The World Health Organization has approved the use of experimental treatments for Ebola patients in West Africa. The Ebola outbreak there is unprecedented, the disease deadly. The number of people who have died from Ebola has surpassed 1,200. VOA's Carol Pearson reports on the ethical considerations of allowing experimental drugs to be used.
Video

Video Five Patients Given Experimental Ebola Drug Said to Be Improving

The World Health Organization has approved the use of experimental treatments for Ebola patients in West Africa. The Ebola outbreak there is unprecedented, the disease deadly. The number of people who have died from Ebola has surpassed 1,200. VOA's Carol Pearson reports on the ethical considerations of allowing experimental drugs to be used.
Video

Video In Ukraine, Fear and Distrust Remain Where Fighting has Stopped

As the Ukrainian military reclaims control of eastern cities from pro-Russian separatists, residents are getting a chance to rebuild their lives. VOA's Gabe Joselow reports from the town of Kramatorsk in Donetsk province, where a sense of fear is still in the air, and distrust of the government in Kyiv still runs deep.
Video

Video China Targets Overseas Assets of Corrupt Officials

As China presses forward with its anti-graft effort, authorities are targeting corrupt officials who have sent family members and assets overseas. The efforts have stirred up a debate at home on exactly how many officials take that route and how likely it is they will be caught. Rebecca Valli has this report.
Video

Video Leading The Fight Against Islamic State, Kurds Question Iraqi Future

Western countries including the United States have begun arming the Kurdish Peshmerga forces in northern Iraq to aid their battle against extremist Sunni militants from the Islamic State. But there are concerns that a heavily-armed Kurdistan Regional Government, or KRG, might seek to declare independence and cause the break-up of the Iraqi state. As Henry Ridgwell reports from London, the KRG says it will only seek greater autonomy from Baghdad.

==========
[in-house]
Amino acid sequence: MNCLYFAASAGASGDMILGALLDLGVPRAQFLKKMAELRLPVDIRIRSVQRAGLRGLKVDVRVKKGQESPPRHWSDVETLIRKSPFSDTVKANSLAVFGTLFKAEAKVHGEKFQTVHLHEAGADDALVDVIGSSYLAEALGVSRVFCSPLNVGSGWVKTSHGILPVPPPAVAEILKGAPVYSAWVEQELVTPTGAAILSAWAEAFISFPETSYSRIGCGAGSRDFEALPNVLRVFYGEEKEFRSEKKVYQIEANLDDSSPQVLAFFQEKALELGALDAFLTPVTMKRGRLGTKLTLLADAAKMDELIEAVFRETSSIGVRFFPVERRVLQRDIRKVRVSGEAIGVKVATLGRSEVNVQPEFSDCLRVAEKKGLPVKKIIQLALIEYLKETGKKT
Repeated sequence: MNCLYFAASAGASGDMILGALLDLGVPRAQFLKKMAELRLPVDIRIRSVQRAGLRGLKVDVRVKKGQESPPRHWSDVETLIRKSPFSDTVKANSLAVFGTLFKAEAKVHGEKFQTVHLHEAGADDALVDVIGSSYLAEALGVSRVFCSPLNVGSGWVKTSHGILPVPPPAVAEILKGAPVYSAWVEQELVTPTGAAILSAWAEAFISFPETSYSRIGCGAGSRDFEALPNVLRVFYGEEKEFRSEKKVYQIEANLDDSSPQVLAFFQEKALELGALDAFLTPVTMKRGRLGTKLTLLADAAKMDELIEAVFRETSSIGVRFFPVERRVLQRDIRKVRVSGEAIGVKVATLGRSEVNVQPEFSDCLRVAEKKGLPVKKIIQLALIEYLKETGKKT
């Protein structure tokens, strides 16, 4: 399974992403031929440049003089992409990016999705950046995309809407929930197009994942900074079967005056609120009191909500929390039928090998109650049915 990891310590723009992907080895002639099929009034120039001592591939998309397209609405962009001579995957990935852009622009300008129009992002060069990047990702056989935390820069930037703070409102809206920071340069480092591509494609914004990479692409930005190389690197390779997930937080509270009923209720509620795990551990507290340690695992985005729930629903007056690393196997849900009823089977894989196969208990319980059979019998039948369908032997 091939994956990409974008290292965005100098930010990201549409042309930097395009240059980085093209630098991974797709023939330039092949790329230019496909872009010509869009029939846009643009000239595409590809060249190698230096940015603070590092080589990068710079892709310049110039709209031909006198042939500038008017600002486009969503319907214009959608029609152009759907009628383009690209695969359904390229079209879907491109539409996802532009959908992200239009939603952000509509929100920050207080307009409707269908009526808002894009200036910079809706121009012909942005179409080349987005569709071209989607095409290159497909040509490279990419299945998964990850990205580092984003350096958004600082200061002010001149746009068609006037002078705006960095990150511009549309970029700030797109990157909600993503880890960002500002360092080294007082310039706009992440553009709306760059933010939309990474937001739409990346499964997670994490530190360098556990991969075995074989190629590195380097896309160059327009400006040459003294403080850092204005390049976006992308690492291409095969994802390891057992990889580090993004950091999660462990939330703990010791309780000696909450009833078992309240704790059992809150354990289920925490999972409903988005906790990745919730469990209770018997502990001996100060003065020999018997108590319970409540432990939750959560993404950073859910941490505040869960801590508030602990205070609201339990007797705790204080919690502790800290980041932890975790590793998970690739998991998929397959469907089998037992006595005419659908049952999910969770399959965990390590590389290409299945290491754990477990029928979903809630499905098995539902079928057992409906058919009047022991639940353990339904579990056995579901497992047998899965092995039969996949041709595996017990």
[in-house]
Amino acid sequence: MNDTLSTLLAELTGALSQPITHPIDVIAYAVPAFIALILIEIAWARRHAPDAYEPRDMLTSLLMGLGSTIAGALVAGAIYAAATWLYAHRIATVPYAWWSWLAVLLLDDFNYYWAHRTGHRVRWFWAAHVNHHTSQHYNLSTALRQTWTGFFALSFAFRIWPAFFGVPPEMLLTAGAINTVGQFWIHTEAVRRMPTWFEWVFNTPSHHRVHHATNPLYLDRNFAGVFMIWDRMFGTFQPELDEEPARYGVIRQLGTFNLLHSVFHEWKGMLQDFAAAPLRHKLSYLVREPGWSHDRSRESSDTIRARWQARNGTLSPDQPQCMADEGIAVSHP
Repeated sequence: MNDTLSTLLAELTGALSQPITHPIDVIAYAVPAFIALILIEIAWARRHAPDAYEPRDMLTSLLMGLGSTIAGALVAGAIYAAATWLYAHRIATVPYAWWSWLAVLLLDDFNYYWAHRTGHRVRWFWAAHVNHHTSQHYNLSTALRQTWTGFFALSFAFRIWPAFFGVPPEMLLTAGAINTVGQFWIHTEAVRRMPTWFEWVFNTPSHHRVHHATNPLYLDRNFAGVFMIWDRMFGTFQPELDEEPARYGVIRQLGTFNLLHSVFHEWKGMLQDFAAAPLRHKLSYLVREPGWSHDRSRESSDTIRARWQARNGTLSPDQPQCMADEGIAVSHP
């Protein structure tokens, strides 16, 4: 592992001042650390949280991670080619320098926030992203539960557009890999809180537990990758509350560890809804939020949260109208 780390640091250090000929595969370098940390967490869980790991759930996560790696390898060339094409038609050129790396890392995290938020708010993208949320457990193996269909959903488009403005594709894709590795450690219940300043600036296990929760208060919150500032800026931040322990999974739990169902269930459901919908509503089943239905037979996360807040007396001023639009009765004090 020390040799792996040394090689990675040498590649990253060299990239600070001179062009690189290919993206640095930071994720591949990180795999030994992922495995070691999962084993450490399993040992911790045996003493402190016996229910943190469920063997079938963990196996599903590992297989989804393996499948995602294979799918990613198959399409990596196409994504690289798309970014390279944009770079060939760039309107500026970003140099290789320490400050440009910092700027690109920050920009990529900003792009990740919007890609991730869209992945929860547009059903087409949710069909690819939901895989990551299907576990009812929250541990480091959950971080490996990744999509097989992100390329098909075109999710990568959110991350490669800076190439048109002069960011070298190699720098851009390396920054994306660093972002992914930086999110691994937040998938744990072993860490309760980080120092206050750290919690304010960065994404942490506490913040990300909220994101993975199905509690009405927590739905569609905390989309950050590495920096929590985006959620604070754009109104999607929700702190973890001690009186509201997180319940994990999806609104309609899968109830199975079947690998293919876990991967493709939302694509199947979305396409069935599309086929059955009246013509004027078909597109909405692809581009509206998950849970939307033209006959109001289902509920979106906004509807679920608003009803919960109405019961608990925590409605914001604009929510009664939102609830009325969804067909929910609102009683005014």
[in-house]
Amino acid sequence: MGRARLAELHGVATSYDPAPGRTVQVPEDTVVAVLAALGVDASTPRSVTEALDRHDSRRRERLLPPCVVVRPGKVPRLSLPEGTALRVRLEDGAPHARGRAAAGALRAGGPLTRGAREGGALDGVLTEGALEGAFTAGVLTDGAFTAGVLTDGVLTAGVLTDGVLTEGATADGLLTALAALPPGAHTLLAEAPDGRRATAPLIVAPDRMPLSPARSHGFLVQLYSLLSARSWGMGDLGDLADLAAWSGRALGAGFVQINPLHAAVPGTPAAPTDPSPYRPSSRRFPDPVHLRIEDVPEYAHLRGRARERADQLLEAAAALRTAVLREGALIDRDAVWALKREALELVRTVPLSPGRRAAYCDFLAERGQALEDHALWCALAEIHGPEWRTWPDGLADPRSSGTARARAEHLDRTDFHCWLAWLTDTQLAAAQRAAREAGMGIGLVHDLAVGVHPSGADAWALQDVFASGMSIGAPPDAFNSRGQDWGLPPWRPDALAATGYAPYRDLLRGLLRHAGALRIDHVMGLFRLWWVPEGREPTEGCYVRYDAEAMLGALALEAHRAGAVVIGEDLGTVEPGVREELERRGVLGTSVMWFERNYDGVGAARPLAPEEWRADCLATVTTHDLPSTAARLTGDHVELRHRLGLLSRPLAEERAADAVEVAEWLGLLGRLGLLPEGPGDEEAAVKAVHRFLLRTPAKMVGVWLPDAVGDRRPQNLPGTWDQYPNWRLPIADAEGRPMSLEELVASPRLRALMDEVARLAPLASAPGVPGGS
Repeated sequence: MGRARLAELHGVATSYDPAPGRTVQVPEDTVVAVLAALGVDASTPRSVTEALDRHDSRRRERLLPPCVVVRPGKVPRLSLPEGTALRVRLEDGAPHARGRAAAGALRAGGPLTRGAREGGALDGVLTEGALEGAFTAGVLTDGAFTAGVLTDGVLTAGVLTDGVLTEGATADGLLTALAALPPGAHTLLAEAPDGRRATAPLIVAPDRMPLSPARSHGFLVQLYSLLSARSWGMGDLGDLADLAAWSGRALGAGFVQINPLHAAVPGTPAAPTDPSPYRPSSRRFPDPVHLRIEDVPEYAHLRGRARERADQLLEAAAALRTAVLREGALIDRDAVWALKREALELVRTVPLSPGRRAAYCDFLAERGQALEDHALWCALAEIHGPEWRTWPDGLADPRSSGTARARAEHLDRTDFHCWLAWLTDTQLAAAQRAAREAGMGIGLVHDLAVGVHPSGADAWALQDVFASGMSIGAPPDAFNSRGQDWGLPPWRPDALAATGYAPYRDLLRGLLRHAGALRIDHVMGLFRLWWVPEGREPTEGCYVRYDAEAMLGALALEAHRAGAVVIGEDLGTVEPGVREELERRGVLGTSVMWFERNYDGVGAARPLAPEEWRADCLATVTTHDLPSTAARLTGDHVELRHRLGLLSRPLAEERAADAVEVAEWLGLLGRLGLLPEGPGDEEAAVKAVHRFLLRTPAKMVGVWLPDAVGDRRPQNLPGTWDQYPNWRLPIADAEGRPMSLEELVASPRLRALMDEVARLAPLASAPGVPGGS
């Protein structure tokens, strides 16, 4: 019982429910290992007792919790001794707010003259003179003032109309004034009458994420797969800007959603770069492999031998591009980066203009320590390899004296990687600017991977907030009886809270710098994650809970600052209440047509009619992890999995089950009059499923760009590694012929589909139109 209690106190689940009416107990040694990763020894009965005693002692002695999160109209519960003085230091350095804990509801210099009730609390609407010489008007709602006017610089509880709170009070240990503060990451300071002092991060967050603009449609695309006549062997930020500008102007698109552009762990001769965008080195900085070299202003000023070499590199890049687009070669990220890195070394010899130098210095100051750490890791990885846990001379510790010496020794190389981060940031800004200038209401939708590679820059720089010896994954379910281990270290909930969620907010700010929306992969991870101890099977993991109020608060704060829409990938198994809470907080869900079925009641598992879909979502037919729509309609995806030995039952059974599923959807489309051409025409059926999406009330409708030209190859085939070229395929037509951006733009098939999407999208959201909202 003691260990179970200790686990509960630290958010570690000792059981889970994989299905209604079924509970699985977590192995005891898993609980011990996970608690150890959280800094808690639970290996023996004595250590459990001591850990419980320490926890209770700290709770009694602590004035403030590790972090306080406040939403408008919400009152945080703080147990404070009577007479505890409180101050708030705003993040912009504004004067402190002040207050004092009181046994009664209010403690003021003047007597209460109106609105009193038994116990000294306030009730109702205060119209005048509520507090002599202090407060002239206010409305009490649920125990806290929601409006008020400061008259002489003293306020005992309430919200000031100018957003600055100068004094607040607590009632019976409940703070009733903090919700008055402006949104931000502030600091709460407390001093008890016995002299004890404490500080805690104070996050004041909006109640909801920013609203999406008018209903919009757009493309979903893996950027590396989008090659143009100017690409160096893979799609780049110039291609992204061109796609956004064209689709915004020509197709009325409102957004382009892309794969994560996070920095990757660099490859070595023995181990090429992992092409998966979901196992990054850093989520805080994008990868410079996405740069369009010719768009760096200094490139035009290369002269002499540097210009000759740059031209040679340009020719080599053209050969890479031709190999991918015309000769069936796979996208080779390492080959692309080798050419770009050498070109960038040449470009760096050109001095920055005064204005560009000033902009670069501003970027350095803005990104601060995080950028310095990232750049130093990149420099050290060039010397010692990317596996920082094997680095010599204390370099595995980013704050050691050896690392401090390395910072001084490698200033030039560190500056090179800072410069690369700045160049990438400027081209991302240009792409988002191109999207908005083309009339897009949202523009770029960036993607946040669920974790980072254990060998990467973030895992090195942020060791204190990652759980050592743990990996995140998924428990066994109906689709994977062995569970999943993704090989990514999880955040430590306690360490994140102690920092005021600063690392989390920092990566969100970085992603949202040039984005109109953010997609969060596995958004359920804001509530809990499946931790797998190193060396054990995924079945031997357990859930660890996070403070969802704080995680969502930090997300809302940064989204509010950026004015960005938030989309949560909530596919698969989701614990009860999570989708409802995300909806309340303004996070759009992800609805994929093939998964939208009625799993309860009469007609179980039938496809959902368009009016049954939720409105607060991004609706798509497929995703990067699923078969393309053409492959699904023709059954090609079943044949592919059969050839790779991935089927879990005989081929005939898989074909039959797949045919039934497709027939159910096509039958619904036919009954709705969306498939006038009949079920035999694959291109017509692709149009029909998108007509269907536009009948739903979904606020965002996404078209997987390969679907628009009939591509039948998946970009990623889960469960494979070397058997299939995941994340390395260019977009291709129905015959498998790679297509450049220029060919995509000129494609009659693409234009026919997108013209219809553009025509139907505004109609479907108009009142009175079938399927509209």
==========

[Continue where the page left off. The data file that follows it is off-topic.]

Video

Video In Rural Kenya, Pressure Builds Against Female Circumcision

In some Kenyan communities, female genital mutilation remains a rite of passage. But activists are pushing back, with education for girls and with threats of punishment those who perform the circumcision. Mohammed Yusuf looks at the practice in the rural eastern community of Tharaka-Nithi.
Video

Video For Obama, Racial Violence is Personal Issue

The racial violence in the St. Louis suburb of Ferguson is presenting U.S. President Barack Obama with an issue to which he has a deep personal connection. To many Americans, Obama's election as America's first black president marked a turning point in race relations in the United States, and Obama has made ending the violence a policy priority. On Monday he issued a new call for calm and understanding. Luis Ramirez reports from the White House.
Video

Video Clinton-Obama Relationship Could Impact 2016 Election

President Barack Obama and former Secretary of State Hillary Clinton have a long and complicated relationship. That relationship took another turn recently when Clinton criticized the president’s foreign policy. VOA National Correspondent Jim Malone reports there is renewed attention on the Clinton-Obama relationship as Hillary Clinton considers running for
Video

Video Iran Looks to Maintain Influence in Baghdad With New Shia PM

Washington and Tehran share the goal of stopping Syrian-based militants in Iraq. But experts say it's Iran, not the United States, that will most influence how the new government in Baghdad approaches internal reforms and the war in Syria. VOA State Department Correspondent Scott Stearns has the story.

AppleAndroid